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Linearly independent vectors and span

  1. Nov 4, 2008 #1
    So the question is...

    Let v1, v2,...,,vn be linearly independent vectors in a vector space V. Show that v2,...,vn cannot span V.

    I honestly have found myself completely lost lately and I suck at writing proofs.

    So this is what I see,

    v1, v2,..., vn is linearly independent iff c1v1+c2v2+ ... + cnvn = 0 and c1=c2=...=cn= 0

    however I don't see why taking away v1 would make it not span V anymore.
  2. jcsd
  3. Nov 4, 2008 #2
    Consider this. How do you write v1 as a linear combination of v2, ..., vn?

    Or for a concrete example, in R^3. Take three vectors at right angles called x, y, and z. Can you write x as a linear combination of y and z? Obviously not, but go back to your definition of "span" and "linearly independent" and figure out why!
  4. Nov 4, 2008 #3


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    Do the following:

    1. Re-state the definition of linear independence carefully. (Your language was unclear.)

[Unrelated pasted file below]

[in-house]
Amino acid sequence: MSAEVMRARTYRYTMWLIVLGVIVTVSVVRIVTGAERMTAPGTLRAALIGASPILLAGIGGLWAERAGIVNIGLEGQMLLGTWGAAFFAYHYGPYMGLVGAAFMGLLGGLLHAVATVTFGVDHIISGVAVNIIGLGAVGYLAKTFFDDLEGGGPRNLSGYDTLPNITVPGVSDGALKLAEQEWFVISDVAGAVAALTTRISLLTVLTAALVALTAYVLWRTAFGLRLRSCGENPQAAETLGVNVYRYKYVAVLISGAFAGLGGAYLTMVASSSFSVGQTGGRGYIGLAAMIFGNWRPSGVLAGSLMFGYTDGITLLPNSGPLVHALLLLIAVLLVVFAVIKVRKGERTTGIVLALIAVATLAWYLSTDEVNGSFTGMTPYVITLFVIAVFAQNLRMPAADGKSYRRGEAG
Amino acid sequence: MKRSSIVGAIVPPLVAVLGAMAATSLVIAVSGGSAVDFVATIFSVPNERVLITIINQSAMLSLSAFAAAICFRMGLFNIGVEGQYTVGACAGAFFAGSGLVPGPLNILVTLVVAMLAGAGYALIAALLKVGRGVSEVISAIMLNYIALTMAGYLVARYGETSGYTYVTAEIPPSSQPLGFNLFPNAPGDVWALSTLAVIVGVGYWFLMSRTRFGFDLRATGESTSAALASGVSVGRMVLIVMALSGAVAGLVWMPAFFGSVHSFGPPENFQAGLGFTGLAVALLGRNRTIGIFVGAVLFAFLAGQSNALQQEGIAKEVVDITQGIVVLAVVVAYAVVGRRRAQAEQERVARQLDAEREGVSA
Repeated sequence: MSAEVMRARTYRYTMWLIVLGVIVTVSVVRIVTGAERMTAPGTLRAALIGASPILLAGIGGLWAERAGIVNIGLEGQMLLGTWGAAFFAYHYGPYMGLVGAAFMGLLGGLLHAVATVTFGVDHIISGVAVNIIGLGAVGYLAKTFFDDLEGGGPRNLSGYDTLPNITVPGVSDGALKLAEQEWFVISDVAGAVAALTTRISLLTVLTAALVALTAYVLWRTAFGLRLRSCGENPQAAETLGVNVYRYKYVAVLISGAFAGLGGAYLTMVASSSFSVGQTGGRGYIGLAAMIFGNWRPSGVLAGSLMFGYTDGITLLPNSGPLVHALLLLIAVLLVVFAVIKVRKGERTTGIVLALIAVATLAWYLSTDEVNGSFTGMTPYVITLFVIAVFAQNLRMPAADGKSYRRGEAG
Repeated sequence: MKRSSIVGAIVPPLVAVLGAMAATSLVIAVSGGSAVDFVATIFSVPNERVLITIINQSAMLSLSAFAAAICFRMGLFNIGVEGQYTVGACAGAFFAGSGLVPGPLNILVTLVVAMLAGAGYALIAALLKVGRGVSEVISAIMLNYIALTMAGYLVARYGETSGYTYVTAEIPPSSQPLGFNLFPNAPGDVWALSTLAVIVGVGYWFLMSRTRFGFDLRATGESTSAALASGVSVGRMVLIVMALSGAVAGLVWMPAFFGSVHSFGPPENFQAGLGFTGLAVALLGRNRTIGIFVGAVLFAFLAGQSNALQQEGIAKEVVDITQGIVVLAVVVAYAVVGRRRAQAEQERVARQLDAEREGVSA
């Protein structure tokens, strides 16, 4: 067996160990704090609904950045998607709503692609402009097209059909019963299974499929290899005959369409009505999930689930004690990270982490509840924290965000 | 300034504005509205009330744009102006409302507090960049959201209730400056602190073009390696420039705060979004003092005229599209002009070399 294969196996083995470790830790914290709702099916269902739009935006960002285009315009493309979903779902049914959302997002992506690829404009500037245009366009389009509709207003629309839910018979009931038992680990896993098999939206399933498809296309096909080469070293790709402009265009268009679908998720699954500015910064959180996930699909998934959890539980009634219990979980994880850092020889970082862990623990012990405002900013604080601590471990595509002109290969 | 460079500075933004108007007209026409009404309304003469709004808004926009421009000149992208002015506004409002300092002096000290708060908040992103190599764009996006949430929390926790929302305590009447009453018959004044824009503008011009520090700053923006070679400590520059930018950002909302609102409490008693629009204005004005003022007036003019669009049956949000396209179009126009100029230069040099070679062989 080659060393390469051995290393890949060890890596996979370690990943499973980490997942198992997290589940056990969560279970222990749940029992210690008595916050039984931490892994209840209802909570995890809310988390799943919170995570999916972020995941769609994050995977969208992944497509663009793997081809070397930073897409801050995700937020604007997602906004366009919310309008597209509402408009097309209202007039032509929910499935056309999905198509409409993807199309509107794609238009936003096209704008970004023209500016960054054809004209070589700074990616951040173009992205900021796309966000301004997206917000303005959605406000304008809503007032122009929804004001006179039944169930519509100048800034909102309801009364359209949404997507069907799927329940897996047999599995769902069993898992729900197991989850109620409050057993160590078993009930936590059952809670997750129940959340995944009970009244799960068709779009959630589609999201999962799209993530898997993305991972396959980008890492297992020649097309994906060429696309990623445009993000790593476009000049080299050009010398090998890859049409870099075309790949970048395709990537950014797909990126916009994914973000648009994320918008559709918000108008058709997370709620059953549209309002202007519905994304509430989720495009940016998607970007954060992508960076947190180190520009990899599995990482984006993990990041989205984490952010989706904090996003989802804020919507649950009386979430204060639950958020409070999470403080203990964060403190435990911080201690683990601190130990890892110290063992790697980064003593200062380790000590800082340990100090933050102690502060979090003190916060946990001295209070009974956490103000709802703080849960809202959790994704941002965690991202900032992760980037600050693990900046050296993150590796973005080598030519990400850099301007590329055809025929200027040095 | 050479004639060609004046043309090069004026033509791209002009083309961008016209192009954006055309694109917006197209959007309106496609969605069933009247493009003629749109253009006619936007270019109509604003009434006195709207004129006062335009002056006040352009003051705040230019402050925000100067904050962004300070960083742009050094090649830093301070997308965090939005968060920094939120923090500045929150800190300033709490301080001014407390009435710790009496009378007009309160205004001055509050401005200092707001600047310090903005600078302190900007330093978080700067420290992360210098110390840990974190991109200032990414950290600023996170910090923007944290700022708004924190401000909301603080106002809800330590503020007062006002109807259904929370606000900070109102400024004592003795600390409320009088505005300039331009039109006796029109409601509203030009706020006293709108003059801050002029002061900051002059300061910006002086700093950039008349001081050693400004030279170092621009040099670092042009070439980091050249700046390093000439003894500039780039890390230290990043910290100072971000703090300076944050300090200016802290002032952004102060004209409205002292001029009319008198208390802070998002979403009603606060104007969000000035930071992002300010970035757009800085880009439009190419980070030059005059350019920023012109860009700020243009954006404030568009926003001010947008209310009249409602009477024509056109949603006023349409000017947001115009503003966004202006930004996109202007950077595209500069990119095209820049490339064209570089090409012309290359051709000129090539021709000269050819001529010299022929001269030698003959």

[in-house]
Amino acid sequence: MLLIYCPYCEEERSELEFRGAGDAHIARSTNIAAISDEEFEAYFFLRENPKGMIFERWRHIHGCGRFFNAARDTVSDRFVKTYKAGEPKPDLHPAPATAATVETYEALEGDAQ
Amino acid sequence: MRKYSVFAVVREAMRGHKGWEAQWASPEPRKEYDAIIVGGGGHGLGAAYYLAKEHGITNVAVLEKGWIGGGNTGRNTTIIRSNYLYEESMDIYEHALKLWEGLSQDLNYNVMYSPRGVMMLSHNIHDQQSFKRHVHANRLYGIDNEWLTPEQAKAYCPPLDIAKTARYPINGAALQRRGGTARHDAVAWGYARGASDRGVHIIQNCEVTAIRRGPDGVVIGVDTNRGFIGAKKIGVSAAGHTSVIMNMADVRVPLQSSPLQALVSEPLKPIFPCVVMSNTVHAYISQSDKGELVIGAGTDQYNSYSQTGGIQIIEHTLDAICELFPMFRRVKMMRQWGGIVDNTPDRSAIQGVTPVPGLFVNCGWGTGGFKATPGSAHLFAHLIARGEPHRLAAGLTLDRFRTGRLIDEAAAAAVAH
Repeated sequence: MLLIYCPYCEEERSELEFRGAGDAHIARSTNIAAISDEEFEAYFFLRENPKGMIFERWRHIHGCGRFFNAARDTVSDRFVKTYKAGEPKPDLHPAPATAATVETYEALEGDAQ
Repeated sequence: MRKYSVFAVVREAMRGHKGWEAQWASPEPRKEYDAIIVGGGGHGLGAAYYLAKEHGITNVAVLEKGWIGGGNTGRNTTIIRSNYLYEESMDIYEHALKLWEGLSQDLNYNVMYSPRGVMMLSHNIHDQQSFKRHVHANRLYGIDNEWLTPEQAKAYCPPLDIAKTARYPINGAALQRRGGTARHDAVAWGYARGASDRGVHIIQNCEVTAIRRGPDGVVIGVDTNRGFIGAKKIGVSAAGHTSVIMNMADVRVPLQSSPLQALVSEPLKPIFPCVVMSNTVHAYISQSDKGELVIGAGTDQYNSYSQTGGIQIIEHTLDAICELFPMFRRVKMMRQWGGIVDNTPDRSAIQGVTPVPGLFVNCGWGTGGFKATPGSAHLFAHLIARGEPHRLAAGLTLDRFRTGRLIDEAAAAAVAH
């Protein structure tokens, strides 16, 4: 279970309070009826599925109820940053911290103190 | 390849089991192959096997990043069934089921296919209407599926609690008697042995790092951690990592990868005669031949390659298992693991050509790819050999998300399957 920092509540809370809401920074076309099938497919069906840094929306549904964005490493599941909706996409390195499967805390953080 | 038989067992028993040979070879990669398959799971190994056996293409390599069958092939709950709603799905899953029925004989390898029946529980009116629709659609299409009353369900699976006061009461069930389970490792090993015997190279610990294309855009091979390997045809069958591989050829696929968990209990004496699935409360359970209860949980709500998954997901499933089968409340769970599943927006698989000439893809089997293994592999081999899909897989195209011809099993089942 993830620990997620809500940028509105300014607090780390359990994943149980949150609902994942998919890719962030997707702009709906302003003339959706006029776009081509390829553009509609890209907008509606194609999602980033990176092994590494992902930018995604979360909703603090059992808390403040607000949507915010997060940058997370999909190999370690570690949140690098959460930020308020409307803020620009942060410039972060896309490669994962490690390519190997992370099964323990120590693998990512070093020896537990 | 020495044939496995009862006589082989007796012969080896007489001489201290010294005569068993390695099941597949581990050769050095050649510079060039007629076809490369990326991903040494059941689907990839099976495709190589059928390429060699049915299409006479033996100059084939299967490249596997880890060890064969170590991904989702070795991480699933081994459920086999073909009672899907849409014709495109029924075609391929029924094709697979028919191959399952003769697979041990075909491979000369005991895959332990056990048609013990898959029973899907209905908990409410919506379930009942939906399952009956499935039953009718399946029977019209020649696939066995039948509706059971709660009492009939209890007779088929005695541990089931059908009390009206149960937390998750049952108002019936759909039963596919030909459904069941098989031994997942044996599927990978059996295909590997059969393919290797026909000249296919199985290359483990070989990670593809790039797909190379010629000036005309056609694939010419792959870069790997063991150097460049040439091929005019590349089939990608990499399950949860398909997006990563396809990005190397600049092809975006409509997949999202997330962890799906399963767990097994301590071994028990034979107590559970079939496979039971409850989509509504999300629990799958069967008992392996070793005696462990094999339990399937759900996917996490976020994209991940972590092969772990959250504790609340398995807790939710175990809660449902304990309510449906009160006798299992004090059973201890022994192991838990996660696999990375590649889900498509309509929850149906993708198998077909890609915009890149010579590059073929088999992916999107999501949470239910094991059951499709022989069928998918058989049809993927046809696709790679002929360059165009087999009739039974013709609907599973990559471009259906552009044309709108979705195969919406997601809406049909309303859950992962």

2. Assume that you can express v1 as a linear combination of the other vectors.
    3. Show that this will contradict linear independence.
    4. The conclusion is that you cannot express v1 using the other vectors.

    It's very important to know your definitions precisely!
  5. Nov 4, 2008 #4
    In an n-dimensional vector space, a linearly independent set of n vectors is a basis for that space. Also, in an n-dimensional vector space, every basis for that space has the same amount of vectors. A basis is a linearly independent set that spans the space. This makes the rest of the proof easy.
    Last edited: Nov 4, 2008
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